A new campaign for Three Olives Vodka from M&C Saatchi LA settles upon the age old opening line of the classic "three guys walk into a bar..." joke. Each of the three commercials are animated and eschew the usual upscaling approach to advertising.
Explaining the campaign's approach, Proximo (parent company to Three Olives) Senior Vice President of Marketing Elwyn Gladstone said, "It seems that all the fun has been taken out of vodka with virtually all brands scrambling for the same crowded, so-called 'luxury' positioning. The Three Olives brand is set apart from that stuffy niche because while we're seriously premium, we're also seriously fun."
Well said and these spots are, indeed, fun. Our favorite is Three Sugar Daddies Walk Into a Bar. Why? Because we love twisted humor like that.
Yesterday we told you Crispin Porter + Bogusky was converting tweets mentioning Kraft Mac & Cheese into commercials that would air within 24 hours. Currently, there are four commercials on the brand's Facebook page. One of the commercial aired last night during Conan and Lopez Tonight. See them all below.
On the company's Twitter page, the brand is reaching out to more who tweeted about the product notifying them their tweet may become a commercial as well.
Oh we like this one! A new billboard campaign for a drug called Reachemol has launched in several markets across the country. With witty copy like "I was a tool. Now I'm the whole shed," "Three side effects are better than two," and "Since Reachemol, I've had more girlfriends than a pro golfer," Reachemol promises to cure Deficient Popularity Disorder.
Deficient Popularity Disorder? Yea, if that just caused your bullshit alert to explode, you'd be wise to listen to it. You see, though it wouldn't be out of the realm of possibility for a money hungry drug company to invent it, there's no such thing as Deficient Popularity Disorder and there's no such drug as Reachemol. Nope. It's all a stunt from Adams Outdoor which is hyping how a well executed billboard campaign can make your brand "the talk of the town in 30 days or less."
It's been a long time since we've seen a faux campaign like this one. And we miss them. properly executed, they are hilarious and, at the same time, deliver a strong message. Nice job, Adams Outdoor.
When is a slow motion flashmob not a slow motion flashmob? When it's recorded in slowmotion and then played in fast forward on YouTube. Which is just what Samsung did to tout the iPhone look-a-like Galaxy Ace.
In the streets of Jerez, dance troupe Colectivo De Arte were filmed doing various movements...very slowly as onlookers wondered what was going on. WHen the filming is viewed sped up, the end product resembles a stop motion film. Nifty.
Here's an interesting take on beer advertising. Back when we were kids, we all got very excited when the ice cream truck came to the neighborhood. As adults, not so much. But what if a beer truck was just as exciting as exciting an an ice cream truck. That's just what Great Divide Brewing - with help from Cultivator Advertising & Design - was going for when it launched new signage for its truck fleet.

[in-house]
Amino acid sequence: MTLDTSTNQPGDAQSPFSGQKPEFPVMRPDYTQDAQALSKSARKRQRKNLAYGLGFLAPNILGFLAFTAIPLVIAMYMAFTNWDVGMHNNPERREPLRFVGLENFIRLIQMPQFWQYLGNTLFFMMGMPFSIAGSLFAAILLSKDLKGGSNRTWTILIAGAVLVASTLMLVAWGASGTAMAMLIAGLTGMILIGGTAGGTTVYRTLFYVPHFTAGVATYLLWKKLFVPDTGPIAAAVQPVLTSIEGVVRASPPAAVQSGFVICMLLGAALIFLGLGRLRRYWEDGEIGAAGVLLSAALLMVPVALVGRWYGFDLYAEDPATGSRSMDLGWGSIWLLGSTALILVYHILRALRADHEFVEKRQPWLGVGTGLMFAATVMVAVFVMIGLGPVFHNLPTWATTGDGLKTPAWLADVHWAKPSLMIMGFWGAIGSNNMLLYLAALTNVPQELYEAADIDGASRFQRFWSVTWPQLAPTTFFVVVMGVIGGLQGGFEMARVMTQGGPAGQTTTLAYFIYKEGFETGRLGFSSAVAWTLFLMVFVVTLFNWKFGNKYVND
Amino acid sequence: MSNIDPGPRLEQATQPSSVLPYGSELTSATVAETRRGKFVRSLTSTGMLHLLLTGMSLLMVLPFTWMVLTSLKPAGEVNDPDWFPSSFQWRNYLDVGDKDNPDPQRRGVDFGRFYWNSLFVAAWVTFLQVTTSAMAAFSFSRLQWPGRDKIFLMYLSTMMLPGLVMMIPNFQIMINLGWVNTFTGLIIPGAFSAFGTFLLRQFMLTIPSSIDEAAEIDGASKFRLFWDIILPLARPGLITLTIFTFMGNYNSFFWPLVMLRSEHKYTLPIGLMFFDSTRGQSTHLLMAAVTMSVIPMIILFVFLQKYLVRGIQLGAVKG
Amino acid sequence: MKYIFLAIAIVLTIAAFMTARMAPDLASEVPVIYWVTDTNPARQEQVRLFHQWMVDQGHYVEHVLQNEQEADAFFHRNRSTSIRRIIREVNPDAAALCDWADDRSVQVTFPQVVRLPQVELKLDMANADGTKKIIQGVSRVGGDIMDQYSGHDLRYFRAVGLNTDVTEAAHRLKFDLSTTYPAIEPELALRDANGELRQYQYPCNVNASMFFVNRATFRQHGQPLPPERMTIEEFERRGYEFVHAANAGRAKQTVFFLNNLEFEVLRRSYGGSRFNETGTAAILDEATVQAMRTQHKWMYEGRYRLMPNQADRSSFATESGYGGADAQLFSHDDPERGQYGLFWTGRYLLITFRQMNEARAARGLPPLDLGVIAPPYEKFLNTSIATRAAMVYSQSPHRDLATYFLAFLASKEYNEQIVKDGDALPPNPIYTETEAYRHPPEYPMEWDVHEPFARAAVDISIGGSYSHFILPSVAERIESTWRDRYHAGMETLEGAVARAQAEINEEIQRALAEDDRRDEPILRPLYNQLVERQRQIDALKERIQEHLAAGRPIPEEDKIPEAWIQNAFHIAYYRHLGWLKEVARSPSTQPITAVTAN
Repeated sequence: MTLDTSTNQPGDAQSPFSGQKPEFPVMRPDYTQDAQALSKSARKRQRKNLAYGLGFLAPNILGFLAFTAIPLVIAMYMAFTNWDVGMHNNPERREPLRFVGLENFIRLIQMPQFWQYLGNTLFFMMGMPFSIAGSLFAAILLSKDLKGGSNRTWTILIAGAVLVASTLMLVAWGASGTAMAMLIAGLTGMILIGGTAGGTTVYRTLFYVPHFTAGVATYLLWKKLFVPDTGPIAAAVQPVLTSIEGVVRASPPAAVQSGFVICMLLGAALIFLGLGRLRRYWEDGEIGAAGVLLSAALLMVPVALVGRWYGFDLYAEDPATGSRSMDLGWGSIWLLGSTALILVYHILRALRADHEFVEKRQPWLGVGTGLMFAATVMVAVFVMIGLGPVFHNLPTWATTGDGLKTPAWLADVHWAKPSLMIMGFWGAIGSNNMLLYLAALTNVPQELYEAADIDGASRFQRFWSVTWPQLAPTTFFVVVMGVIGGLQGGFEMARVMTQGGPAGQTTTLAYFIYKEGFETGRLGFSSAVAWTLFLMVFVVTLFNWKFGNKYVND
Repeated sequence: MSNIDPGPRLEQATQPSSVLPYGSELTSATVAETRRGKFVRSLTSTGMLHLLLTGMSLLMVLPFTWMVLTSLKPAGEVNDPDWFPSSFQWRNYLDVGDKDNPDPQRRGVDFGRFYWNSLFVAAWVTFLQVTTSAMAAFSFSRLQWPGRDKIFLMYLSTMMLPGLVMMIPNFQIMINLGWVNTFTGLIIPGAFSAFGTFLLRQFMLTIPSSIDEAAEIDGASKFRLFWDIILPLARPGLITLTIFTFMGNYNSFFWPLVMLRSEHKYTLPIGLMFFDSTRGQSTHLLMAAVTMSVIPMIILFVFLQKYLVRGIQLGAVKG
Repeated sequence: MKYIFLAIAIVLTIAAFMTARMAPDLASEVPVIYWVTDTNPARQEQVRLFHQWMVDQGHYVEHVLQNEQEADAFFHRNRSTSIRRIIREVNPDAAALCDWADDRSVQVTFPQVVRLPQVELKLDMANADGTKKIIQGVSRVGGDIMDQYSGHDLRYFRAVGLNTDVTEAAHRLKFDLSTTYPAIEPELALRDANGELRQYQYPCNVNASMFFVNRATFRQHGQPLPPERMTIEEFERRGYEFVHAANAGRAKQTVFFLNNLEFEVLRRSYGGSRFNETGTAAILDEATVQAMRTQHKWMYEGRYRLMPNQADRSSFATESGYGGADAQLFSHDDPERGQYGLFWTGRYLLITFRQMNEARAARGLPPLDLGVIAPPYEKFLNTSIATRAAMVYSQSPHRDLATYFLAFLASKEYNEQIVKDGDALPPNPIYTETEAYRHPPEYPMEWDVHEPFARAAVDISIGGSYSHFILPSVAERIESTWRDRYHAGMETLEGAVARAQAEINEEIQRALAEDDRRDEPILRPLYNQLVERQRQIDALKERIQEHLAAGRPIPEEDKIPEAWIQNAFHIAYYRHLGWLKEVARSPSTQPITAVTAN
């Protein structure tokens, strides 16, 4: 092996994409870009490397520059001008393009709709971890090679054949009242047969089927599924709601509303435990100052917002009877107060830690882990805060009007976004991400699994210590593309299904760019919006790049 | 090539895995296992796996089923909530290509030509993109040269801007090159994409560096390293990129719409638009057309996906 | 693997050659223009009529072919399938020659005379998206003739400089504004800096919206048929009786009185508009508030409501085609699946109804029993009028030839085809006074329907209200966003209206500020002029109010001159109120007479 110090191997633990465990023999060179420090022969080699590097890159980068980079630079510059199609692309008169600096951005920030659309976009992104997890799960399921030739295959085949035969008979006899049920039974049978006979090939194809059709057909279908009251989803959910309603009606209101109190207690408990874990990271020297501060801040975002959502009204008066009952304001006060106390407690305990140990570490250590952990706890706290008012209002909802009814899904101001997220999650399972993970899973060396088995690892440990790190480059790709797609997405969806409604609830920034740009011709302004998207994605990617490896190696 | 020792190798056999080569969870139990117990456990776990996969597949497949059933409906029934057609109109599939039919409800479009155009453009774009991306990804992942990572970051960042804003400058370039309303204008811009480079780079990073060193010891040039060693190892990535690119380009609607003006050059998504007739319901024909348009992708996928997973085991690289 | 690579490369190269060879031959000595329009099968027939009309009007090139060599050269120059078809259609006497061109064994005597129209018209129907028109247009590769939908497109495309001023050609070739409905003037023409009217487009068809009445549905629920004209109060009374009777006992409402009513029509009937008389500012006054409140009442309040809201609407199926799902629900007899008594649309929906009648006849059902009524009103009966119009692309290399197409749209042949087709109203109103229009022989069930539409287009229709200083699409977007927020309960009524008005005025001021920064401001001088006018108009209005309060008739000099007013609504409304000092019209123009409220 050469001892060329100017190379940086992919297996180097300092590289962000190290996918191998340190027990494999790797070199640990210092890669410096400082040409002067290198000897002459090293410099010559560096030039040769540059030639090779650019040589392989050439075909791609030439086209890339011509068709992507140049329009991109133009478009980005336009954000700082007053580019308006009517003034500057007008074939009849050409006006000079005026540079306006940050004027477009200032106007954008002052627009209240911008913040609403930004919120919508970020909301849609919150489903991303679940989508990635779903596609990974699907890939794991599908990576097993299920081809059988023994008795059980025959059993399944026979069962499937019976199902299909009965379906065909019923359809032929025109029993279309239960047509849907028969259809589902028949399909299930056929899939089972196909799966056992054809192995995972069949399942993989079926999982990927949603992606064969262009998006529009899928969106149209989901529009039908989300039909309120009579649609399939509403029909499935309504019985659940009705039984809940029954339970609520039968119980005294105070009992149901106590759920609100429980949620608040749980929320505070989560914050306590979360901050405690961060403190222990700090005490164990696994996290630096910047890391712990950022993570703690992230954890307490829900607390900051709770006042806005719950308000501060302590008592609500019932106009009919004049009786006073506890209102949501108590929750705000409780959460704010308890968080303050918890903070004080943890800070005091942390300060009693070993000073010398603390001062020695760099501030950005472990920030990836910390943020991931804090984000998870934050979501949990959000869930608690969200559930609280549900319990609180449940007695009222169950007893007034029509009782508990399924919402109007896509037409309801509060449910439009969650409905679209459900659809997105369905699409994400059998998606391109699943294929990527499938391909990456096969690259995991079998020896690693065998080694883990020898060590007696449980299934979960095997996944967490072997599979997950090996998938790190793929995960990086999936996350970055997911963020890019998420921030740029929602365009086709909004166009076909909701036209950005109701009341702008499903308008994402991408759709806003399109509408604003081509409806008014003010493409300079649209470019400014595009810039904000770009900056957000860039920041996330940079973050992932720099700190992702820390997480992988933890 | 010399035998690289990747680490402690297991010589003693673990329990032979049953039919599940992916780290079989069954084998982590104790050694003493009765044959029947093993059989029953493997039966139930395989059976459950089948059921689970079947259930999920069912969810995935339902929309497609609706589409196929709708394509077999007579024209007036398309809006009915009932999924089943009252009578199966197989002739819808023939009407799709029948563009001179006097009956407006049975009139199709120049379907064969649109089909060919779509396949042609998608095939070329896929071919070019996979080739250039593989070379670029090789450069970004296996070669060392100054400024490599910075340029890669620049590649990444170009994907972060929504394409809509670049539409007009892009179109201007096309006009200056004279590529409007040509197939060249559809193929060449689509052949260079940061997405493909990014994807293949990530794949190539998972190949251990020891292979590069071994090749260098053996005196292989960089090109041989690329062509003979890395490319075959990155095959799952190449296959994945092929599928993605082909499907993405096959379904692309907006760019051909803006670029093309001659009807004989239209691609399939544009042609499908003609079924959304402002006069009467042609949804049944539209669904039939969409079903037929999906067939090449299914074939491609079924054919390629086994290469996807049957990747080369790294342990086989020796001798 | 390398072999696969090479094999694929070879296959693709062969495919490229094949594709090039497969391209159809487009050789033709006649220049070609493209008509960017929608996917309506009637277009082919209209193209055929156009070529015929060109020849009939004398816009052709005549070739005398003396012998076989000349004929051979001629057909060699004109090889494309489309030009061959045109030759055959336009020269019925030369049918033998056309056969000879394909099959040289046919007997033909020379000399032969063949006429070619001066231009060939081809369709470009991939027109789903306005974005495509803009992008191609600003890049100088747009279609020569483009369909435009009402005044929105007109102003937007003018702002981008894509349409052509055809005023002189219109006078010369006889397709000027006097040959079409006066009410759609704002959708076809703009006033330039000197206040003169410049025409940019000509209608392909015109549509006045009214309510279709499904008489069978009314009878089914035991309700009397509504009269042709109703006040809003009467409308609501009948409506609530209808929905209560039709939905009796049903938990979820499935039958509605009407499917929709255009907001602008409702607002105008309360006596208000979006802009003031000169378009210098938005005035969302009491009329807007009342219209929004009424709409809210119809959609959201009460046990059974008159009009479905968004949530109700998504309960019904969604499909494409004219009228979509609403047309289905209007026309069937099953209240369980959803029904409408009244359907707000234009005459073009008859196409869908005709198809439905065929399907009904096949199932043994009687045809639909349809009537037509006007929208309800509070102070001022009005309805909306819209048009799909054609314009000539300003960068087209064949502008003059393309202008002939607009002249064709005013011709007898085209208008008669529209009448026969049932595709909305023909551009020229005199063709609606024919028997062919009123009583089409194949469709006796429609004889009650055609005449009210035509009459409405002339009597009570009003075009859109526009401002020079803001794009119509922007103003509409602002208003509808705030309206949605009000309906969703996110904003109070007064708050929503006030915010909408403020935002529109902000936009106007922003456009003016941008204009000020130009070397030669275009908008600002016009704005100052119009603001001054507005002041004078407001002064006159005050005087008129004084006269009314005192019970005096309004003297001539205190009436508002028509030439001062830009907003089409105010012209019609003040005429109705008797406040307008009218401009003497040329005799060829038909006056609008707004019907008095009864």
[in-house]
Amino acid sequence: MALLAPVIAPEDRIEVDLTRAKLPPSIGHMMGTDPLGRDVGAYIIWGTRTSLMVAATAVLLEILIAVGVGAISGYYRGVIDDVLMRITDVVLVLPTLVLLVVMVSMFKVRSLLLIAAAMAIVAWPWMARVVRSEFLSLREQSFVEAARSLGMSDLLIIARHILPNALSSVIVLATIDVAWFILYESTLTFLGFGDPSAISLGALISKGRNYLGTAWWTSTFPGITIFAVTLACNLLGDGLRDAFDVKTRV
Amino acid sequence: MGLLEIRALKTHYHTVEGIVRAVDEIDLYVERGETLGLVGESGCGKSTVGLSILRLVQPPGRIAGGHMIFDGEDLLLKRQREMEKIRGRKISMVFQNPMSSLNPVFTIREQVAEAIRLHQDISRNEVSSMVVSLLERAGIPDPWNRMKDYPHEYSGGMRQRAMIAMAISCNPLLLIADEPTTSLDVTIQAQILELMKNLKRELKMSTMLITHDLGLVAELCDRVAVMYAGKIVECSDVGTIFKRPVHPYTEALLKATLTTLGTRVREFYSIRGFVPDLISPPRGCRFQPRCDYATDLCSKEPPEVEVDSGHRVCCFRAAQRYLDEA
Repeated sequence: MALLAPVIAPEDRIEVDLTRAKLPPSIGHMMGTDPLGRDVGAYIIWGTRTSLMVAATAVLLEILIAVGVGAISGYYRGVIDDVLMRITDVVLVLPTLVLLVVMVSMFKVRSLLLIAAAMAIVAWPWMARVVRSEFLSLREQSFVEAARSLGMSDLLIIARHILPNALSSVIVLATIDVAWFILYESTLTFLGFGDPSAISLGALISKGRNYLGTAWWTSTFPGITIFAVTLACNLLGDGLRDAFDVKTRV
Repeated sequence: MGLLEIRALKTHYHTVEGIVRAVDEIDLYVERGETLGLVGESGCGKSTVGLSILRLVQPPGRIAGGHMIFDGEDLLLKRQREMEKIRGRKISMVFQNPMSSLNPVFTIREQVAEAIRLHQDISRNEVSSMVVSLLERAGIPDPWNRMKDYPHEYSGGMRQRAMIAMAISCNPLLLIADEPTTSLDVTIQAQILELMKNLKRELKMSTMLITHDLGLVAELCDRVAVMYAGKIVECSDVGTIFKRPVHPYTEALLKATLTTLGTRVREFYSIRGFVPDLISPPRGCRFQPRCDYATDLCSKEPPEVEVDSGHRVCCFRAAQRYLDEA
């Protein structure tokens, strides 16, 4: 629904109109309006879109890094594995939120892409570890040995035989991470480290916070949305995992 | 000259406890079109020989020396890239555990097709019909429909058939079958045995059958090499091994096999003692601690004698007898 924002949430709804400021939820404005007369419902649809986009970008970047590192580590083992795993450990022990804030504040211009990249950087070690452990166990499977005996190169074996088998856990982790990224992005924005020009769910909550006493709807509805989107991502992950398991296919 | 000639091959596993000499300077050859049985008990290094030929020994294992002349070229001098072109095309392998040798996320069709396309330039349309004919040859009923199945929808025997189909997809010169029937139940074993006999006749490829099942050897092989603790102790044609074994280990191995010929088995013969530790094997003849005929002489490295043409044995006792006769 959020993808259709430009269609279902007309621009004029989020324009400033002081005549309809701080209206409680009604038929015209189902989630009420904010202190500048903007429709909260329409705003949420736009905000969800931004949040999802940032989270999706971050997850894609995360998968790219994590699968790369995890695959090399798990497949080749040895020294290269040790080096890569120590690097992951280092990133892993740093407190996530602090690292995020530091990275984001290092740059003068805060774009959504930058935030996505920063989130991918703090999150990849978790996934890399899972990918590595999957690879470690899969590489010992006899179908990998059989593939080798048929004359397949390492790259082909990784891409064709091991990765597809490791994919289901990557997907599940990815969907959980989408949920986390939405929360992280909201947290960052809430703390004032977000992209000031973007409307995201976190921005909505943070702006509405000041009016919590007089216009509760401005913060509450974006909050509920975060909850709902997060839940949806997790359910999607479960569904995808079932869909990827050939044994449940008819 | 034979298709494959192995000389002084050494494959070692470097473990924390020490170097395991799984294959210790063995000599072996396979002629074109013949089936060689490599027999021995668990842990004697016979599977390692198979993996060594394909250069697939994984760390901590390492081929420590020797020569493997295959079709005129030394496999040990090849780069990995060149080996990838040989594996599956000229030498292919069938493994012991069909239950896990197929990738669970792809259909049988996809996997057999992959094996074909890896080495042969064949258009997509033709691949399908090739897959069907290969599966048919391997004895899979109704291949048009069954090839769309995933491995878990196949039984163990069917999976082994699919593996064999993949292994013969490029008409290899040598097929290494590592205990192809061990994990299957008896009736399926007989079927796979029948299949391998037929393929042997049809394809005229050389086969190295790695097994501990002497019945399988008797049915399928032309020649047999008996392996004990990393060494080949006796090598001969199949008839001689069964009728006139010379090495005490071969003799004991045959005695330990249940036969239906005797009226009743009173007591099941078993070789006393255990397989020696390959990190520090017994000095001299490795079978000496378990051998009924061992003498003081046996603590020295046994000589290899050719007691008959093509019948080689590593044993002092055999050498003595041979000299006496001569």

The side of the truck reads The Adults Version of the Ice Cream Truck. Witty. We like. Too bad they can't sell the stuff off the back of the truck.
- Here's the latest Left Brain Right Brain ad for Mercedes Israel. Shalmor Avnon Amichay/Y&R Interactive Tel Aviv created.
- Galpin Jaguar says, "If a customer buys or leases an eligible comparably equipped Mercedes, BMW, Audi, Lexus or Porsche within 10 days after a new Jaguar test drive at Galpin, they will receive an American Express Gift Card valued at $1,000,"
On April 5 Carlsberg will launch Unbottle Yourself, a competition that will encourage Swedes to engage in outgoing "missions" designed to "unbottled" the nation's apparently pent up reservations. The winner will get a free trip to Hong Kong.
The competition is delivered via mobile with an iPhone and Android app that includes over 500 missions such as silly in-store dances and dares to process one's love for another.
Prepare yourself for much light-hearted idiocy. But who knows. The competition could be the purveyor of the next viral sensation.
Ever heard of Demand Media? Apparently, they are an annoying boil on Google's back and the reason the search giant recently altered its algorithms to eliminate content mills that create boatloads of questionable relevant content. In a nutshell, organizations like Demand Media find out what people are searching for and then right articles to match those search queries thereby insuring Demand Media sites glean heavy traffic which can then be monetized through advertising.
Even though Google did make changes to its algorithms, many say it hasn't affected Demand Media at all much to the dismay of those who find the sort of content Demand Media propagates rubbish.
In an attempt to get to the bottom of Demand Media's success, Online MBA created an infographic that illustrates the process Demand Media goes through to create and monetize its content.